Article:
Purpose: To describe physical activity (PA) levels by race/ethnicity, age, gender, and weight status in a representative sample of US youth.
Methods: Cross-sectional data from the 2003-2004 and 2005-2006 National Health and Nutrition Examination Survey were combined and analyzed. Youth aged 6-19 yr with at least four 10-h days of PA measured by accelerometry were included (n = 3106). Outcomes included mean counts per minute and minutes spent in moderate-to-vigorous PA (MVPA).
Results: Among the groups, the 6- to 11-yr-olds spent more time (88 min·d−1) in MVPA than the 12- to 15-yr-olds (33 min·d−1) and 16- to 19-yr-olds (26 min·d−1; P < 0.001 for both). Females spent fewer minutes per day in MVPA than males (P < 0.001). Overall, obese youth spent 16 fewer minutes per day in MVPA than normal-weight youth. However, non-Hispanic white males spent three to four fewer minutes per day in vigorous PA than Mexican American (MA; P = 0.004) and non-Hispanic black (P < 0.001) males but had lower obesity rates and obese 12- to 15-yr-old MA recorded similar minutes in MVPA per day as normal-weight MA (P > 0.050). There was a significant three-way age-body mass index-race/ethnicity interaction for mean minutes per day in MVPA (P < 0.001). Adjustment for total energy intake did not qualitatively alter these results.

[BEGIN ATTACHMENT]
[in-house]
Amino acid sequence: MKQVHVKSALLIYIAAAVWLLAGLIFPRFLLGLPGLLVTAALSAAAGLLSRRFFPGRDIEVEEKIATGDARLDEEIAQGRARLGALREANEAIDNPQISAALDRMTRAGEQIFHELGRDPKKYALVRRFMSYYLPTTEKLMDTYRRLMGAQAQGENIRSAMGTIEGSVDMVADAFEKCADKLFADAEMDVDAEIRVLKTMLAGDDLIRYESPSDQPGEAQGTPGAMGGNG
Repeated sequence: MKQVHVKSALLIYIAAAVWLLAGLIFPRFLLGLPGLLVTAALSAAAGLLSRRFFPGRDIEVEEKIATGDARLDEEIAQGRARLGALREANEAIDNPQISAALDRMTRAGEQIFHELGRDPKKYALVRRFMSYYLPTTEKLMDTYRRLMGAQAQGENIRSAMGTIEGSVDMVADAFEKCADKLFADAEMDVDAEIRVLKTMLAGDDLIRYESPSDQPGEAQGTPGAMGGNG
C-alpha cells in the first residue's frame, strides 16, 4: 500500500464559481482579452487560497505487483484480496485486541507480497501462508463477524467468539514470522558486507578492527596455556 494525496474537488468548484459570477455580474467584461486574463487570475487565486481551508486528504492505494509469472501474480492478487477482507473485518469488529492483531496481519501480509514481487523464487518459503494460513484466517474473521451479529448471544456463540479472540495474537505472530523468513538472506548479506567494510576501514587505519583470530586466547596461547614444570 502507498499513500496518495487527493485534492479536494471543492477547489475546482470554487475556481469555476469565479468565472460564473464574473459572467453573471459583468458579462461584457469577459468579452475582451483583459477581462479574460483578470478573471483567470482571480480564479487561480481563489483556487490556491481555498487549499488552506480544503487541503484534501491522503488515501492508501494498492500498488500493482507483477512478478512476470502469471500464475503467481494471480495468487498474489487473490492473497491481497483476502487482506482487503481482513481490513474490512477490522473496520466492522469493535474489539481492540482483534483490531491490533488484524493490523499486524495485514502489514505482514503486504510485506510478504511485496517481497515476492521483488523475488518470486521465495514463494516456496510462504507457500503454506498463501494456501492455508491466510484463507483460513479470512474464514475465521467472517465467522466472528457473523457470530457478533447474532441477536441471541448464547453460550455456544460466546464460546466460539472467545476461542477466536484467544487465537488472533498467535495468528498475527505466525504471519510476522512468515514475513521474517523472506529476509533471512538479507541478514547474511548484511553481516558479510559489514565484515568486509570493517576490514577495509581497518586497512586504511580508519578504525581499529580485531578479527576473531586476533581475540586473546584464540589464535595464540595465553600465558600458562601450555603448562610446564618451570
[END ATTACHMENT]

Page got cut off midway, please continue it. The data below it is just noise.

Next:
Conclusions: Females and older youth were the least active groups. Obese youth were generally less active, but this did not hold uniformly across race/ethnic groups. Cultural or biological factors could moderate the association between PA and obesity in youth.